Jokic or Giannis? Murray or Morant? This is how a Tribune reporter’s NBA awards ballot looked

Reporter Eric Walden is one of 100 media members who had an official awards vote this season

Utah Jazz center Rudy Gobert, left, dunks as Denver Nuggets center Nikola Jokic defends in the first half of an NBA basketball game Sunday, Jan. 16, 2022, in Denver. (AP Photo/David Zalubowski)

I submitted my NBA awards ballot with a whole 2 hours and 26 minutes to spare. Apparently, that was cutting it pretty fine, if the “gentle reminder” text sent to me by an NBA spokesman about five hours before the cutoff was any indication.

Lest you think it was a simple case of procrastination, let me assure you it was quite the opposite — nerve-wracking indecision. It’s a bad but at least consistent personality trait (see the time my wife picked out a new phone protector case in about five minutes, while I spent three agonizing days comparing features and poring over reviews).

Every time I thought I had a category on the ballot finished, my brain would annoyingly interject: “Wait, but what about …?”

Given all that, even I don’t know how ultimately happy I am with this ballot, or how confident I feel about it. I can’t even say it would be identical today to the one I submitted Monday, if I had longer to (over)think about it. But while some will no doubt take issue with some of the votes cast, anything here you perceive as misguided is not for a lack of thought or effort.

Anyway, that’s enough equivocation.

Most Valuable Player

1. Nikola Jokic, Nuggets

2. Giannis Antetokounmpo, Bucks

3. Joel Embiid, 76ers

4. Devin Booker, Suns

5. Luka Doncic, Mavericks

I vacillated until the end between the Denver and Milwaukee stars, with the Philly center a half-step below. Ultimately, Jokic’s individual brilliance in keeping the Nuggets as a viable playoff team despite missing Jamal Murray and Michael Porter Jr. was just enough to fend off the Greek Freak, who admittedly packs a greater defensive punch and ultimately enjoyed more team success.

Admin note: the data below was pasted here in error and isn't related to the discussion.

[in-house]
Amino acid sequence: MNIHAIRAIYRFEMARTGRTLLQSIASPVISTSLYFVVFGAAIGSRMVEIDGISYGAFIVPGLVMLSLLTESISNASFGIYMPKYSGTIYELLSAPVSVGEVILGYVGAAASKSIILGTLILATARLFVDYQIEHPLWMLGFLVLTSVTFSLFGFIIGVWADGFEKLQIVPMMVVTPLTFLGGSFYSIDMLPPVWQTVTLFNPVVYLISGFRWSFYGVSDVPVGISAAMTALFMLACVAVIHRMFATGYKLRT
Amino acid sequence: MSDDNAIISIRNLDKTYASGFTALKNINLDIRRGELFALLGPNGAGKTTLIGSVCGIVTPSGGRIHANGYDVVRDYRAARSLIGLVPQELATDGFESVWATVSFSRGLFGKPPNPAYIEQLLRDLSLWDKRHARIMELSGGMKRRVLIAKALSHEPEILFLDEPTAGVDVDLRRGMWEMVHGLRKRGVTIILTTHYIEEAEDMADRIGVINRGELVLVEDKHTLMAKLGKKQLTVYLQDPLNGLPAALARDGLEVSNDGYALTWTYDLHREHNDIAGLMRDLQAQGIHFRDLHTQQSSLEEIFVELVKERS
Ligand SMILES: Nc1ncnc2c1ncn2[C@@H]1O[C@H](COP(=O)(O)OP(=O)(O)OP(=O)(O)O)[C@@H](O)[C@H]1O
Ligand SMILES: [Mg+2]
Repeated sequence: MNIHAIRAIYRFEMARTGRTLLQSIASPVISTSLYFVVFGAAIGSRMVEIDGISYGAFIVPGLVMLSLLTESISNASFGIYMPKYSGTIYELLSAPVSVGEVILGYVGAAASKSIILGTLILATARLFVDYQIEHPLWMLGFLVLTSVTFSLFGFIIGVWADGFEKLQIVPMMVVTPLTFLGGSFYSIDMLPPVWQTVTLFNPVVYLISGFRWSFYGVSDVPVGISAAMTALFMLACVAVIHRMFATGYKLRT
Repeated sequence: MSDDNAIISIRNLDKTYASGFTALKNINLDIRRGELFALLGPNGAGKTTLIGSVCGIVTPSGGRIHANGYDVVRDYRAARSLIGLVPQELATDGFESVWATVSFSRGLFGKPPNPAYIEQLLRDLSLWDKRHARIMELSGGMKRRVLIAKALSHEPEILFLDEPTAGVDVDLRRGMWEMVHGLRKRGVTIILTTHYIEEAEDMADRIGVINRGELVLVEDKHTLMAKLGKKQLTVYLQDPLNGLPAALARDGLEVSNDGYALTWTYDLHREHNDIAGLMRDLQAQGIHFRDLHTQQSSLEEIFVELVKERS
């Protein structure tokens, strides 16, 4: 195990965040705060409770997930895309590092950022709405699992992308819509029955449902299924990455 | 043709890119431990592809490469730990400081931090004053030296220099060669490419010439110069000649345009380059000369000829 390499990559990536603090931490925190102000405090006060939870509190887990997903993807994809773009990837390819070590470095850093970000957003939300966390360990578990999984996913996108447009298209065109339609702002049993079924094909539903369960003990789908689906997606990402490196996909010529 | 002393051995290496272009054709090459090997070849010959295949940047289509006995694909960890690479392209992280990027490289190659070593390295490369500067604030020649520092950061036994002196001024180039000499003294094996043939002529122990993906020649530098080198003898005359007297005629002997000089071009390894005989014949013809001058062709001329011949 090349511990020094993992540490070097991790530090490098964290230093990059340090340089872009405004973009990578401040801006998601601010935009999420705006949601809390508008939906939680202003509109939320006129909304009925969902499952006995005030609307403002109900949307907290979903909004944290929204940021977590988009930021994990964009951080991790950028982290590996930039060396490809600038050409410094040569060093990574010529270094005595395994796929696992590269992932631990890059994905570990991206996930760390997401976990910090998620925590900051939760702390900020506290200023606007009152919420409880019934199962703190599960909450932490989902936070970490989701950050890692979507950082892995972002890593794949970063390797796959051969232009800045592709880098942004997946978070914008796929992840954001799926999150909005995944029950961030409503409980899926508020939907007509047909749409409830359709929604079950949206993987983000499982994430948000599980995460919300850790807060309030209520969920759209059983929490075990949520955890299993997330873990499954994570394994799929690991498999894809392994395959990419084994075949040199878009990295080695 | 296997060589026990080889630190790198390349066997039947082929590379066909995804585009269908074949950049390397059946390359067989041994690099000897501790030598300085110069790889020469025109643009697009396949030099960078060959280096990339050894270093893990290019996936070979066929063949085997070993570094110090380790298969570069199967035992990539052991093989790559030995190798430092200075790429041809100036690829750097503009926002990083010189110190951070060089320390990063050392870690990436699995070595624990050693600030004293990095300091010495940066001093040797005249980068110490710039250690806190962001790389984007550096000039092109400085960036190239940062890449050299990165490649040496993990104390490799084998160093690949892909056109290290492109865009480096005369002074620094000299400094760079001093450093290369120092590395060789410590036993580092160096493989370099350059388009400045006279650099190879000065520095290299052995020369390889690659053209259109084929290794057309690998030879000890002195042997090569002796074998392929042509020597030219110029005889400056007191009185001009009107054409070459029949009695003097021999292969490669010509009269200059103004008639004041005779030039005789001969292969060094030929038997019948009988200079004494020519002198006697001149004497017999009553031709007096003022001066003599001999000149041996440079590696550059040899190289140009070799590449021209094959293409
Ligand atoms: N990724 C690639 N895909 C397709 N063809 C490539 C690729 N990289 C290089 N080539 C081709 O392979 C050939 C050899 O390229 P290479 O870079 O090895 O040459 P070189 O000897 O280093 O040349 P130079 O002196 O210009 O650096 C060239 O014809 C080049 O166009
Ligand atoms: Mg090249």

Most Improved Player

1. Dejounte Murray, Spurs

2. Ja Morant, Grizzlies

3. Desmond Bane, Grizzlies

Should I have picked Morant? Maybe. He did make quite the leap in Year 3. Then again, I also felt like he’s the type of player you would expect to make such a leap. Murray taking that much of a “next step” this far into his career was more unprecedented. As for Bane, well, just ask a Jazz fan their thoughts on the team passing him over in the draft. The toughest omission was the Warriors’ Jordan Poole, who shined in his bigger opportunity.

Defensive Player of the Year

1. Rudy Gobert, Jazz

2. Mikal Bridges, Suns

3. Giannis Antetokounmpo, Bucks

Having seen him play for 82 games, I’m very familiar the subtleties, the nuances, and the growth of Gobert’s game. I honestly considered half a dozen players or more here, but ultimately felt that none had the singular impact that Utah’s center does. I do expect Phoenix’s Bridges — a near-perfect modern switchable weapon — to win the award at some point. Just not this year.

Sixth Man of the Year

1. Tyler Herro, Heat

2. Kevin Love, Cavaliers

3. Cam Johnson, Suns

I know, I know — I’ve defaulted to, as my coverage partner Andy Larsen would put it, worshipping at the altar of points in a category that frequently simply goes to the guy who scores the most points. In my defense … Herro scored a ton of points off the bench, and was a pretty vital cog in the Heat’s run to the East’s No. 1 seed.

Rookie of the Year

1. Evan Mobley, Cavaliers

2. Scottie Barnes, Raptors

3. Cade Cunningham, Pistons

Deciding between Mobley and Barnes was excruciating. I was a big fan of Barnes — I was one of the rare people who had the Raptors selecting him in a mock draft (receipts!). And he was great! Ultimately, I felt Mobley was perhaps just a smidge more consistent from beginning to end. Cunningham had an incredible finish, but a woeful start.

Coach of the Year